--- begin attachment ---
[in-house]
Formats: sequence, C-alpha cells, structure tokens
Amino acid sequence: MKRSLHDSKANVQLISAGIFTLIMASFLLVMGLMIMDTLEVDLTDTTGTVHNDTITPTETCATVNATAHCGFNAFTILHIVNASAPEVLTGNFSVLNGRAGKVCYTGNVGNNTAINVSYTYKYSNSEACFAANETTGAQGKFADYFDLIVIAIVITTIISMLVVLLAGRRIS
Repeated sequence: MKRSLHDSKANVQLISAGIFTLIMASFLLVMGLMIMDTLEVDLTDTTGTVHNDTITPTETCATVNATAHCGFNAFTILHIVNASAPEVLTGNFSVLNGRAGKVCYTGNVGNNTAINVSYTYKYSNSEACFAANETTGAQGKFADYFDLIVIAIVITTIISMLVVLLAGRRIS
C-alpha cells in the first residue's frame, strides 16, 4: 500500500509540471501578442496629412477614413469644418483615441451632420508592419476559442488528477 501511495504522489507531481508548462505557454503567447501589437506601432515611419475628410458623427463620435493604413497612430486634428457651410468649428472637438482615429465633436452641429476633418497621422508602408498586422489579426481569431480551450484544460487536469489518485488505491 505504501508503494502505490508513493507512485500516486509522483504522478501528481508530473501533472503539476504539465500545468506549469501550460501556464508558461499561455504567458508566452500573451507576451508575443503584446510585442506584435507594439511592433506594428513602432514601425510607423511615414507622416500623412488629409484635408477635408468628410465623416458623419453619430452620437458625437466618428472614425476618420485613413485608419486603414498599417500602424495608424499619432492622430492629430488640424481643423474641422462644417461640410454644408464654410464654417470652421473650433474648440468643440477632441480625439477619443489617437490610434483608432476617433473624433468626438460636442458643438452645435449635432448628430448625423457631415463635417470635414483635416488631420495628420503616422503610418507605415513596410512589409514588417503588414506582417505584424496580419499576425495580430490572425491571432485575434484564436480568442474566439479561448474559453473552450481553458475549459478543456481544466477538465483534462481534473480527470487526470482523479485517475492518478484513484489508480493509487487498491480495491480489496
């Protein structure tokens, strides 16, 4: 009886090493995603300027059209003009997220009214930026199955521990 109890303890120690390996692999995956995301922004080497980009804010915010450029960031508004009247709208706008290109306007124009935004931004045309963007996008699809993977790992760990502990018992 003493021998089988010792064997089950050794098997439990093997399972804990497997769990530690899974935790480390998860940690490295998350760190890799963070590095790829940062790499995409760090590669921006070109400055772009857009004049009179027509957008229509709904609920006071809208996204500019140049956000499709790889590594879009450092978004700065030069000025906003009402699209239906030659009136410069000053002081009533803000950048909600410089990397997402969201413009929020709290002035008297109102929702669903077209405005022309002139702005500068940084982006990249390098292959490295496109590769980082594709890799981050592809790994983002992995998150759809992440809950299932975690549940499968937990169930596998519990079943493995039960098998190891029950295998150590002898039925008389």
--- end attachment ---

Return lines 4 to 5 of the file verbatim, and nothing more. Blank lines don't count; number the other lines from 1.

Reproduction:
Repeated sequence: MKRSLHDSKANVQLISAGIFTLIMASFLLVMGLMIMDTLEVDLTDTTGTVHNDTITPTETCATVNATAHCGFNAFTILHIVNASAPEVLTGNFSVLNGRAGKVCYTGNVGNNTAINVSYTYKYSNSEACFAANETTGAQGKFADYFDLIVIAIVITTIISMLVVLLAGRRIS
C-alpha cells in the first residue's frame, strides 16, 4: 500500500509540471501578442496629412477614413469644418483615441451632420508592419476559442488528477 501511495504522489507531481508548462505557454503567447501589437506601432515611419475628410458623427463620435493604413497612430486634428457651410468649428472637438482615429465633436452641429476633418497621422508602408498586422489579426481569431480551450484544460487536469489518485488505491 505504501508503494502505490508513493507512485500516486509522483504522478501528481508530473501533472503539476504539465500545468506549469501550460501556464508558461499561455504567458508566452500573451507576451508575443503584446510585442506584435507594439511592433506594428513602432514601425510607423511615414507622416500623412488629409484635408477635408468628410465623416458623419453619430452620437458625437466618428472614425476618420485613413485608419486603414498599417500602424495608424499619432492622430492629430488640424481643423474641422462644417461640410454644408464654410464654417470652421473650433474648440468643440477632441480625439477619443489617437490610434483608432476617433473624433468626438460636442458643438452645435449635432448628430448625423457631415463635417470635414483635416488631420495628420503616422503610418507605415513596410512589409514588417503588414506582417505584424496580419499576425495580430490572425491571432485575434484564436480568442474566439479561448474559453473552450481553458475549459478543456481544466477538465483534462481534473480527470487526470482523479485517475492518478484513484489508480493509487487498491480495491480489496